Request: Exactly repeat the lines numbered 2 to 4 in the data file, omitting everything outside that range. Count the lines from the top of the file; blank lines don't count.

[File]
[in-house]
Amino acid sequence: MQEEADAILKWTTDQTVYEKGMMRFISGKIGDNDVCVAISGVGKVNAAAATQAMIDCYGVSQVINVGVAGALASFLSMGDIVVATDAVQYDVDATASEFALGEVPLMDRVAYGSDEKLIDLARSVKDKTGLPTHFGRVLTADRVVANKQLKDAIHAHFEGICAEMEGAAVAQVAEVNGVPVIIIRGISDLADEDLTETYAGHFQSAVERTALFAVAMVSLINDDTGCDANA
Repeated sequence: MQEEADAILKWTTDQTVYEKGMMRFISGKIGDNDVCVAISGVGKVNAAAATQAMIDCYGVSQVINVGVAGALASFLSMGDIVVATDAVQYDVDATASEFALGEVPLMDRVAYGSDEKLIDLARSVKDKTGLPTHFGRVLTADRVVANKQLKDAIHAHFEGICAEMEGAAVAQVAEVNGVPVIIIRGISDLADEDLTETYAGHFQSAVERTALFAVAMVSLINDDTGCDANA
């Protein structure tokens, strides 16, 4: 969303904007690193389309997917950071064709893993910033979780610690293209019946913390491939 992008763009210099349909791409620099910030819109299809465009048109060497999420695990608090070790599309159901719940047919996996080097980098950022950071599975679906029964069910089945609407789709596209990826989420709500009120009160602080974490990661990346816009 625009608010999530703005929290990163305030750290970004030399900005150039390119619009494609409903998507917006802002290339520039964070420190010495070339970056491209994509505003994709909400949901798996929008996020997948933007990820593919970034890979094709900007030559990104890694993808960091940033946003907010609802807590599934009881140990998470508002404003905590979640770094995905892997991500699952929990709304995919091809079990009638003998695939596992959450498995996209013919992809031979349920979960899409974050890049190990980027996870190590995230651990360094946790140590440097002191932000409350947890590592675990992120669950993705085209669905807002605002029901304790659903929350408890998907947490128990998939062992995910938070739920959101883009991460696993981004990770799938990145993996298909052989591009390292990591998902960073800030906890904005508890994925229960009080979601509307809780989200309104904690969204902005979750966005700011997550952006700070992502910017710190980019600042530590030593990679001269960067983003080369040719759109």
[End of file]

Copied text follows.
Amino acid sequence: MQEEADAILKWTTDQTVYEKGMMRFISGKIGDNDVCVAISGVGKVNAAAATQAMIDCYGVSQVINVGVAGALASFLSMGDIVVATDAVQYDVDATASEFALGEVPLMDRVAYGSDEKLIDLARSVKDKTGLPTHFGRVLTADRVVANKQLKDAIHAHFEGICAEMEGAAVAQVAEVNGVPVIIIRGISDLADEDLTETYAGHFQSAVERTALFAVAMVSLINDDTGCDANA
Repeated sequence: MQEEADAILKWTTDQTVYEKGMMRFISGKIGDNDVCVAISGVGKVNAAAATQAMIDCYGVSQVINVGVAGALASFLSMGDIVVATDAVQYDVDATASEFALGEVPLMDRVAYGSDEKLIDLARSVKDKTGLPTHFGRVLTADRVVANKQLKDAIHAHFEGICAEMEGAAVAQVAEVNGVPVIIIRGISDLADEDLTETYAGHFQSAVERTALFAVAMVSLINDDTGCDANA
């Protein structure tokens, strides 16, 4: 969303904007690193389309997917950071064709893993910033979780610690293209019946913390491939 992008763009210099349909791409620099910030819109299809465009048109060497999420695990608090070790599309159901719940047919996996080097980098950022950071599975679906029964069910089945609407789709596209990826989420709500009120009160602080974490990661990346816009 625009608010999530703005929290990163305030750290970004030399900005150039390119619009494609409903998507917006802002290339520039964070420190010495070339970056491209994509505003994709909400949901798996929008996020997948933007990820593919970034890979094709900007030559990104890694993808960091940033946003907010609802807590599934009881140990998470508002404003905590979640770094995905892997991500699952929990709304995919091809079990009638003998695939596992959450498995996209013919992809031979349920979960899409974050890049190990980027996870190590995230651990360094946790140590440097002191932000409350947890590592675990992120669950993705085209669905807002605002029901304790659903929350408890998907947490128990998939062992995910938070739920959101883009991460696993981004990770799938990145993996298909052989591009390292990591998902960073800030906890904005508890994925229960009080979601509307809780989200309104904690969204902005979750966005700011997550952006700070992502910017710190980019600042530590030593990679001269960067983003080369040719759109």